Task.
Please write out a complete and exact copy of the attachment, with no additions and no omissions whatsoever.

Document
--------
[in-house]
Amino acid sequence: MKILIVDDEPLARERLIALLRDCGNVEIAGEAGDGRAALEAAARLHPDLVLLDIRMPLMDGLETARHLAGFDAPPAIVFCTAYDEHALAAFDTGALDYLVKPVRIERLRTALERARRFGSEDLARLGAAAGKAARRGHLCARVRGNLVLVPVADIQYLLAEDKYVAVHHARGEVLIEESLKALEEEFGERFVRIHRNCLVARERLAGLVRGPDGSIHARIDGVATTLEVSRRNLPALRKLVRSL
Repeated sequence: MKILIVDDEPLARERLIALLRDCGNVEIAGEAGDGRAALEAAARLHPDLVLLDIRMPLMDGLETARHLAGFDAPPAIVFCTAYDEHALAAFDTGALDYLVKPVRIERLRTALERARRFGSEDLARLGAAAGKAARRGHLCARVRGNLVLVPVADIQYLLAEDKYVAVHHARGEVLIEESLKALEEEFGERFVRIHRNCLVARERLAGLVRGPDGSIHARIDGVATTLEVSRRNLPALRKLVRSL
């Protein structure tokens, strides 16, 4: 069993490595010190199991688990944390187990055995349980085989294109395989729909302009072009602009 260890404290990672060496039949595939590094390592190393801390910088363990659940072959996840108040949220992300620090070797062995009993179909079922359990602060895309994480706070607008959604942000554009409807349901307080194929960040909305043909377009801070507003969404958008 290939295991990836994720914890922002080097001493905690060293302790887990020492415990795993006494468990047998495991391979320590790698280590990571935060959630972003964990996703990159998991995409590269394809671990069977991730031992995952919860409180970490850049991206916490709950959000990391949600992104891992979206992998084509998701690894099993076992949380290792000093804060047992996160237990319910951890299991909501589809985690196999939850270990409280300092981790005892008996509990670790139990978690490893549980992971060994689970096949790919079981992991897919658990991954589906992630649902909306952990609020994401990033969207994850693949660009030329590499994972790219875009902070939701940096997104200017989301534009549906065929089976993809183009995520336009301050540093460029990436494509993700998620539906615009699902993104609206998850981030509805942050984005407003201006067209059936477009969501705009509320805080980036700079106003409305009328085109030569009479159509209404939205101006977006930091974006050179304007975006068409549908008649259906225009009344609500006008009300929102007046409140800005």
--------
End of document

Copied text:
[in-house]
Amino acid sequence: MKILIVDDEPLARERLIALLRDCGNVEIAGEAGDGRAALEAAARLHPDLVLLDIRMPLMDGLETARHLAGFDAPPAIVFCTAYDEHALAAFDTGALDYLVKPVRIERLRTALERARRFGSEDLARLGAAAGKAARRGHLCARVRGNLVLVPVADIQYLLAEDKYVAVHHARGEVLIEESLKALEEEFGERFVRIHRNCLVARERLAGLVRGPDGSIHARIDGVATTLEVSRRNLPALRKLVRSL
Repeated sequence: MKILIVDDEPLARERLIALLRDCGNVEIAGEAGDGRAALEAAARLHPDLVLLDIRMPLMDGLETARHLAGFDAPPAIVFCTAYDEHALAAFDTGALDYLVKPVRIERLRTALERARRFGSEDLARLGAAAGKAARRGHLCARVRGNLVLVPVADIQYLLAEDKYVAVHHARGEVLIEESLKALEEEFGERFVRIHRNCLVARERLAGLVRGPDGSIHARIDGVATTLEVSRRNLPALRKLVRSL
């Protein structure tokens, strides 16, 4: 069993490595010190199991688990944390187990055995349980085989294109395989729909302009072009602009 260890404290990672060496039949595939590094390592190393801390910088363990659940072959996840108040949220992300620090070797062995009993179909079922359990602060895309994480706070607008959604942000554009409807349901307080194929960040909305043909377009801070507003969404958008 290939295991990836994720914890922002080097001493905690060293302790887990020492415990795993006494468990047998495991391979320590790698280590990571935060959630972003964990996703990159998991995409590269394809671990069977991730031992995952919860409180970490850049991206916490709950959000990391949600992104891992979206992998084509998701690894099993076992949380290792000093804060047992996160237990319910951890299991909501589809985690196999939850270990409280300092981790005892008996509990670790139990978690490893549980992971060994689970096949790919079981992991897919658990991954589906992630649902909306952990609020994401990033969207994850693949660009030329590499994972790219875009902070939701940096997104200017989301534009549906065929089976993809183009995520336009301050540093460029990436494509993700998620539906615009699902993104609206998850981030509805942050984005407003201006067209059936477009969501705009509320805080980036700079106003409305009328085109030569009479159509209404939205101006977006930091974006050179304007975006068409549908008649259906225009009344609500006008009300929102007046409140800005």